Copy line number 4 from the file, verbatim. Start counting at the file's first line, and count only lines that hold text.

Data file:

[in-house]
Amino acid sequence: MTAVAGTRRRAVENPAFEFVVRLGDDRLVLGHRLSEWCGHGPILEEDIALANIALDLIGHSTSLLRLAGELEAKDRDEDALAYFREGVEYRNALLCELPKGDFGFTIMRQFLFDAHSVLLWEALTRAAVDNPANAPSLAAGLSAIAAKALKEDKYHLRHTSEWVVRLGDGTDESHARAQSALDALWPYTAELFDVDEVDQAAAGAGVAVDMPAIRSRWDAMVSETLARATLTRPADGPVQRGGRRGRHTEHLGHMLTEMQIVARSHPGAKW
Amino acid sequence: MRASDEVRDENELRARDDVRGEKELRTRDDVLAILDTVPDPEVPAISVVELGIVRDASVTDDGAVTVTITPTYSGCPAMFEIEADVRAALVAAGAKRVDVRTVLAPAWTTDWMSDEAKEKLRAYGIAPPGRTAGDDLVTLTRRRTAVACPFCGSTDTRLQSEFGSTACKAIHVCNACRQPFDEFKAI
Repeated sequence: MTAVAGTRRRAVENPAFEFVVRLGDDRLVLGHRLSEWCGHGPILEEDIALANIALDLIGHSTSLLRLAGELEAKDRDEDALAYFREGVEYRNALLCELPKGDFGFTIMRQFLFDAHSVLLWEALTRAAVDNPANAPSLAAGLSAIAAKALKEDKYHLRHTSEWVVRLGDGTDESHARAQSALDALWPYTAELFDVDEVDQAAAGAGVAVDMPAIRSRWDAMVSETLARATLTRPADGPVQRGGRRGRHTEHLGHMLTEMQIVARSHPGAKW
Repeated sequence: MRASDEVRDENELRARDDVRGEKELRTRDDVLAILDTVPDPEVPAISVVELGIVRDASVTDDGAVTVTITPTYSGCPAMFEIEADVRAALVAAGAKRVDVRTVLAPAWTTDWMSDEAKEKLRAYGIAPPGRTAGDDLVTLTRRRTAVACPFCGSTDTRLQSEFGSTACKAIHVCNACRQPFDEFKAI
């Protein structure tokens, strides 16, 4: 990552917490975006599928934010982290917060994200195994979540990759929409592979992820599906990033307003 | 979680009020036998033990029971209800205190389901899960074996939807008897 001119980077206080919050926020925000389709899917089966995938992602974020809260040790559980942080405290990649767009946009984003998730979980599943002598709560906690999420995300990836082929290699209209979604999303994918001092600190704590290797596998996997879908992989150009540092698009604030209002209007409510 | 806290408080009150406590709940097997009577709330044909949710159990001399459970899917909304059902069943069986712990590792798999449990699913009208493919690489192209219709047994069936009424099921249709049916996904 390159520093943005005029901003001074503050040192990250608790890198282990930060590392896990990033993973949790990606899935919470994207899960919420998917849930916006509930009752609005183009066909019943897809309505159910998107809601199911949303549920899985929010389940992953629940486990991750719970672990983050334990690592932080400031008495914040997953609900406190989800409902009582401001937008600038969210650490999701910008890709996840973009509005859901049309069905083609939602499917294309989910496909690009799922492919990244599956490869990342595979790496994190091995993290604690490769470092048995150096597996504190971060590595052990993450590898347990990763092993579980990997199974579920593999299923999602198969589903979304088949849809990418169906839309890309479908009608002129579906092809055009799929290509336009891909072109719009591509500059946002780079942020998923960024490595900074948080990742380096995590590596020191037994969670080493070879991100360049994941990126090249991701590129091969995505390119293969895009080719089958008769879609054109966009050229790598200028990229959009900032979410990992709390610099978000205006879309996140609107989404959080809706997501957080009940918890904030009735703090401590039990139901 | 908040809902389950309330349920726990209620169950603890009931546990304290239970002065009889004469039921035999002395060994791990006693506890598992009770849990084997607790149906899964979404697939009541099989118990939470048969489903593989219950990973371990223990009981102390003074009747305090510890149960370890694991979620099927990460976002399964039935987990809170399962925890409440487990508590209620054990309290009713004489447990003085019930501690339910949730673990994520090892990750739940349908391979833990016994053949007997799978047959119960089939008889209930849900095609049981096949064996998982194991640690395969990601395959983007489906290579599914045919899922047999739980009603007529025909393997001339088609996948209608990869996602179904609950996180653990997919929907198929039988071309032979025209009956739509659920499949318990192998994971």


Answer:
Repeated sequence: MTAVAGTRRRAVENPAFEFVVRLGDDRLVLGHRLSEWCGHGPILEEDIALANIALDLIGHSTSLLRLAGELEAKDRDEDALAYFREGVEYRNALLCELPKGDFGFTIMRQFLFDAHSVLLWEALTRAAVDNPANAPSLAAGLSAIAAKALKEDKYHLRHTSEWVVRLGDGTDESHARAQSALDALWPYTAELFDVDEVDQAAAGAGVAVDMPAIRSRWDAMVSETLARATLTRPADGPVQRGGRRGRHTEHLGHMLTEMQIVARSHPGAKW